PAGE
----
Reader Divy called my attention to this bit from Bill Maher’s latest show, saying, “Great message. I LOLED at Jesusippii.”
Maher goes on about the divisions within both Democrats and Republicans—divisions that would make it impossible to have coherent new “countries” that secede within the United States. His message: regardless of our messy and fractious country.
“We could just stick with the one [America]—the one where everybody gets to disagree on everything except for one thing: you have to want to stay in the marriage. You can’t call yourself a patriot of the United States and not be for the ‘united’ part.”
Sadly, this message will fall on deaf ears.
15 thoughts on “Maher on political division and national divorce”
Maher (re: TFG DJT): “Big talk from a guy that can’t even shut-up his girlfriends.” 9.99 * 10^99 points for nailing it!
Nice bit by Maher, though one should hope that none of this need be explained to thinking Americans.
Unfortunately the “thinking” part has taken a back seat.
The blue and the red are in a terrible marriage, contempt and hatred are overflowing, and a reconciliation between the parties seems more and more unlikely. Just today the NYT posted an article about conservative residents of eastern Oregon agitating for secession from the western part of the state with the east possibly becoming part of conservative Idaho. Yet, even in this relatively “easy” case many practicalities would make this eventuality becoming reality very difficult. On a national scale, a thousand questions would have to be answered before the divorce could become effectuated. In contrast to 1861 where there was a natural division between slave and non-slave states (although even then there was no monolithic agreement among the residents of the states in regard to slavery), today the distribution of red and blue people in the states is very marbled, thus making separation next to impossible.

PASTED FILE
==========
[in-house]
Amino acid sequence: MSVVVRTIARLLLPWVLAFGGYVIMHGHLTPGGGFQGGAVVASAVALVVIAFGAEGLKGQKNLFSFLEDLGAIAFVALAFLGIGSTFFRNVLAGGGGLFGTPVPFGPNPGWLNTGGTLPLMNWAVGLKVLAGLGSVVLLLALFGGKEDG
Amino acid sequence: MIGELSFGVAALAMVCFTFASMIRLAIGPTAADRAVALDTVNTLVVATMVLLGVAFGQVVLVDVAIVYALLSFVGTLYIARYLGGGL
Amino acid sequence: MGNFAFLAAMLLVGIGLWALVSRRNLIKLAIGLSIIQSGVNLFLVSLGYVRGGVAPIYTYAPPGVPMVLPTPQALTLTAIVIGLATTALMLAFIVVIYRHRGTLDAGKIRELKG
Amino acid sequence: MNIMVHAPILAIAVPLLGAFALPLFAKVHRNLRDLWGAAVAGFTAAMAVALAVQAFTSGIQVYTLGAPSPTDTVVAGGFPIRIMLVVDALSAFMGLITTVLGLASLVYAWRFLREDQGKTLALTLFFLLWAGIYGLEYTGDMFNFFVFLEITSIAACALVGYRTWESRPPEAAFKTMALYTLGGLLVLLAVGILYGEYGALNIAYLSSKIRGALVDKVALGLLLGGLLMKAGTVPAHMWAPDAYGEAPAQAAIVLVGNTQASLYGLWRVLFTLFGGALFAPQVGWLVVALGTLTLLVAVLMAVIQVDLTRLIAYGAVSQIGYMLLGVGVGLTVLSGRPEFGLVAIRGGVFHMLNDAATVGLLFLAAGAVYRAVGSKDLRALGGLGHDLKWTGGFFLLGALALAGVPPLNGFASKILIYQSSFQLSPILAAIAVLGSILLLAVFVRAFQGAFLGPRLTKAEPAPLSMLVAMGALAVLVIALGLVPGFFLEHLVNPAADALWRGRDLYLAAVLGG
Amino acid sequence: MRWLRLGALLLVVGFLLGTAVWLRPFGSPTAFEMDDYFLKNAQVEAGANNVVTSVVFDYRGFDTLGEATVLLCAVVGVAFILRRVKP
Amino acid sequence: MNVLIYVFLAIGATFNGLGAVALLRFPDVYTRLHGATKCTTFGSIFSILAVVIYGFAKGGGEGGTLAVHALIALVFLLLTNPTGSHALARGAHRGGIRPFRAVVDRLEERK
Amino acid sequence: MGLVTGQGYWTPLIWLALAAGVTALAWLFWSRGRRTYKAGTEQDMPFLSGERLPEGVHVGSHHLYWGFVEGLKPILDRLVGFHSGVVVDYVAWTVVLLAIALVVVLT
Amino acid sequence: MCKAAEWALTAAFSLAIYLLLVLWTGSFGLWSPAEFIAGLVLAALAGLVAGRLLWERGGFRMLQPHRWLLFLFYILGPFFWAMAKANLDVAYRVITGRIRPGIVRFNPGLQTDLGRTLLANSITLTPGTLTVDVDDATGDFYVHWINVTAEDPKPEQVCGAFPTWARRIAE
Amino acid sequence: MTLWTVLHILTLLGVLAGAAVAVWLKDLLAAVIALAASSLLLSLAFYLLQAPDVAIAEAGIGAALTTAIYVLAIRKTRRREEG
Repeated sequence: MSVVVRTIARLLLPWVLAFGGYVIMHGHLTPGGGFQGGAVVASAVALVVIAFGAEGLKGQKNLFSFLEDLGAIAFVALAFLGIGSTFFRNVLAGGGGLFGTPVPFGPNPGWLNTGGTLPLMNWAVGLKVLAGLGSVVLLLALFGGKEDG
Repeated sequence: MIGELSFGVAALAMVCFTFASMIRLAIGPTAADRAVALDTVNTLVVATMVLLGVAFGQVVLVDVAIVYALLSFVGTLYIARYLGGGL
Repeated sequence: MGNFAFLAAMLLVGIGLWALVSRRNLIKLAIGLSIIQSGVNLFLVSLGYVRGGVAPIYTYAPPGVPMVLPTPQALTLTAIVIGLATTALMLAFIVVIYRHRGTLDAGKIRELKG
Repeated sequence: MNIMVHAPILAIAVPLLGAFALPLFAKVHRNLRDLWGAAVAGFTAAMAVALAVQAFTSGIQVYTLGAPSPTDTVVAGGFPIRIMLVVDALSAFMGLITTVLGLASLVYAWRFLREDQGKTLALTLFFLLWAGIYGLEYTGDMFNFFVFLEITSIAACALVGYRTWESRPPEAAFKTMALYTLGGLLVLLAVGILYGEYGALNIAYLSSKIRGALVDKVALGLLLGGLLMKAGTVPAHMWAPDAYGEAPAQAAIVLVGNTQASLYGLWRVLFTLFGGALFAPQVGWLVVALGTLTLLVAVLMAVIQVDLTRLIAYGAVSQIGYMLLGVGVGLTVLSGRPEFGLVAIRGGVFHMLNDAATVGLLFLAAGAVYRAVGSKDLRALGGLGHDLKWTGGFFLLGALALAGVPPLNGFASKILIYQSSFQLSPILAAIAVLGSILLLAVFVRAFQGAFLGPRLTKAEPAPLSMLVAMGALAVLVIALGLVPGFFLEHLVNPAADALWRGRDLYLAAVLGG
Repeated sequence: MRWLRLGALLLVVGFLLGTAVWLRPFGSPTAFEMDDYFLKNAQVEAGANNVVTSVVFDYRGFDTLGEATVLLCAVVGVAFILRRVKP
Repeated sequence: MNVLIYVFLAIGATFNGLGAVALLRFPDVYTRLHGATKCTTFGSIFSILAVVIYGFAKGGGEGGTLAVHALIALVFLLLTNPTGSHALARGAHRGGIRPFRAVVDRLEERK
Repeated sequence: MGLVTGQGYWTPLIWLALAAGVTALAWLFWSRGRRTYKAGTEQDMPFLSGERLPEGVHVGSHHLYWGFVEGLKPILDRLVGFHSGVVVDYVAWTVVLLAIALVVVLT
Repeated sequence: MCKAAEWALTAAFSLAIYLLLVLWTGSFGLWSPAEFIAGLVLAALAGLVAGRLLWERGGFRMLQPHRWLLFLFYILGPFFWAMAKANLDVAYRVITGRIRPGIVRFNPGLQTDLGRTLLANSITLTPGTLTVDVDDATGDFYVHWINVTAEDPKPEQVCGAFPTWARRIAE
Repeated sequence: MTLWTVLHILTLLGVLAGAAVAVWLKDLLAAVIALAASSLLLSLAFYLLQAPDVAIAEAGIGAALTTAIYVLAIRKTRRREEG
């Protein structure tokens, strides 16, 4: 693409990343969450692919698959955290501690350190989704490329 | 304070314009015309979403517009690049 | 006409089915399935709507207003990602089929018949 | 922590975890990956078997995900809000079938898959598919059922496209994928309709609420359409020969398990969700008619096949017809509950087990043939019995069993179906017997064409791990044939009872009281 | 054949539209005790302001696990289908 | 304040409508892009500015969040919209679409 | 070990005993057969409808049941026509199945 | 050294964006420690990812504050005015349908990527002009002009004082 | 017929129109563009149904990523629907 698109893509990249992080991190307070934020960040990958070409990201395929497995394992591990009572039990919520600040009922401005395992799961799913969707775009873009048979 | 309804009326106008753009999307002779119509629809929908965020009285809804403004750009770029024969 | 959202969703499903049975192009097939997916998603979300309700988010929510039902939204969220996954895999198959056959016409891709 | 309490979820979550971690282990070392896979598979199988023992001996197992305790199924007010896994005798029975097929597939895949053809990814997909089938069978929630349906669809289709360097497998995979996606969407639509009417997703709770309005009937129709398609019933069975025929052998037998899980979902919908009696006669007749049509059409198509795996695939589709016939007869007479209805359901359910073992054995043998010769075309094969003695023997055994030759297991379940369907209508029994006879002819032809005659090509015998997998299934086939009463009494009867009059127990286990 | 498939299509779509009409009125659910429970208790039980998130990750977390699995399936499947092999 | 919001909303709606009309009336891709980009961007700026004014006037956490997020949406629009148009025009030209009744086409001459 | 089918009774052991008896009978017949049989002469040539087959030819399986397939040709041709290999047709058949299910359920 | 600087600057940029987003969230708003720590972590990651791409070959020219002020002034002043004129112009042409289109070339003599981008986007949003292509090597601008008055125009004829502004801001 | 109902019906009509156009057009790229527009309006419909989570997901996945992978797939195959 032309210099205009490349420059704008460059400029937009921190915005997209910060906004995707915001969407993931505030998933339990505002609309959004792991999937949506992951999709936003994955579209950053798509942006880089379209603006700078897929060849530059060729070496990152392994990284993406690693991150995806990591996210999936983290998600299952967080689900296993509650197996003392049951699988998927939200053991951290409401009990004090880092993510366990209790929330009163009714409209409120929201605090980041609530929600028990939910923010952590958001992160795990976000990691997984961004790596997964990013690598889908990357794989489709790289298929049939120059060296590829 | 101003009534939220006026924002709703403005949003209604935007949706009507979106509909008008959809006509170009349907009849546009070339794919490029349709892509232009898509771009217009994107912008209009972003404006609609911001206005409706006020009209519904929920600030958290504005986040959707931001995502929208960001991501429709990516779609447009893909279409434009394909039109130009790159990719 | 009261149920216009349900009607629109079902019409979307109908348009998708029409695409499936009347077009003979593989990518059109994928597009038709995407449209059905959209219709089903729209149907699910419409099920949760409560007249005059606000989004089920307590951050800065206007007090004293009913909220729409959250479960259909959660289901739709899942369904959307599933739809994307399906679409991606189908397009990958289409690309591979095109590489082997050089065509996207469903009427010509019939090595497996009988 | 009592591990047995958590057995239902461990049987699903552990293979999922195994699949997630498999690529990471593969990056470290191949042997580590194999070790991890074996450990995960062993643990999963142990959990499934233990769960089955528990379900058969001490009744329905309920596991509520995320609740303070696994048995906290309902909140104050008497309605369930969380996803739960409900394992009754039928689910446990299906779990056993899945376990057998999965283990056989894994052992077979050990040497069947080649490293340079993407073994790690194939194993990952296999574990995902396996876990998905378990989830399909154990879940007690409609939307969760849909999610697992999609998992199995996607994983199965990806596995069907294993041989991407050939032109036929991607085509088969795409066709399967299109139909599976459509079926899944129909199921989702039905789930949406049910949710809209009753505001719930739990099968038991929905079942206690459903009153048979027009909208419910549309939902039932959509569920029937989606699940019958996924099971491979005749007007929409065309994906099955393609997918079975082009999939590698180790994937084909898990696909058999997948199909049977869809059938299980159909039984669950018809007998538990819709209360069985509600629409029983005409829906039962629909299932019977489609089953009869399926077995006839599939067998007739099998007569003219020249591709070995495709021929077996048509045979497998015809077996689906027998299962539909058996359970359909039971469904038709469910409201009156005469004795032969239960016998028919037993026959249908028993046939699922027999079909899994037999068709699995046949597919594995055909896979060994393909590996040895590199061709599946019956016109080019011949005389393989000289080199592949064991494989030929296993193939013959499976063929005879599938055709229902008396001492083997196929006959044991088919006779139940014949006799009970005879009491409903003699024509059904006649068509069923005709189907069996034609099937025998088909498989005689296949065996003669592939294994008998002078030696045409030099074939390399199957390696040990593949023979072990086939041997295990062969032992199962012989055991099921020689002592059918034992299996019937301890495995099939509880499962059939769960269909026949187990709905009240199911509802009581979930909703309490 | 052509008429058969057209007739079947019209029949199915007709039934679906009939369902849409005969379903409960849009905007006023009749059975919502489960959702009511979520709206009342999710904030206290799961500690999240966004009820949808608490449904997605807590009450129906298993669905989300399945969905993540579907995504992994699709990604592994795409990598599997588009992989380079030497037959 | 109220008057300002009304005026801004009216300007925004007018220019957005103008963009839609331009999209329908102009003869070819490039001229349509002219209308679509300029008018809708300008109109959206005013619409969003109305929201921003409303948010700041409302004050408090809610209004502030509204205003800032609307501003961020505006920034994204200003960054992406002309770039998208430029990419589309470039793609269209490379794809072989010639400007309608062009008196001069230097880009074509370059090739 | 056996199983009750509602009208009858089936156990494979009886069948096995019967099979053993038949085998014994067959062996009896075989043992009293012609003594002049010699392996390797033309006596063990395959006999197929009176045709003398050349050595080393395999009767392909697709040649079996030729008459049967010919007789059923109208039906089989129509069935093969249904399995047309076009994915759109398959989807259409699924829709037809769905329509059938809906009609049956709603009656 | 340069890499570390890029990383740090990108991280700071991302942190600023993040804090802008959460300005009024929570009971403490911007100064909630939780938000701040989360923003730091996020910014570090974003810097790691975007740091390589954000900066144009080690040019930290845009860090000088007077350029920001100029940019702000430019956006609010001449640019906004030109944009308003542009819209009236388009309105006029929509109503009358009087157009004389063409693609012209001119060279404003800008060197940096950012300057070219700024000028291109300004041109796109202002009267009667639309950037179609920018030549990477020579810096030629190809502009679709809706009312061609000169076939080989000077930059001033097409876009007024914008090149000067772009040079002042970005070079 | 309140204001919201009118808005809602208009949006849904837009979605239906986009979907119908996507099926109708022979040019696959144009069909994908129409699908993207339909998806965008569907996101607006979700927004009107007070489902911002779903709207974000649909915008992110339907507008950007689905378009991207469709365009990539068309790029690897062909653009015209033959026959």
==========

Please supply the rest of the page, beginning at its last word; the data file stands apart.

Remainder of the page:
Among the thousands of questions that would need to be answered before separation could take place, here are few outstanding ones: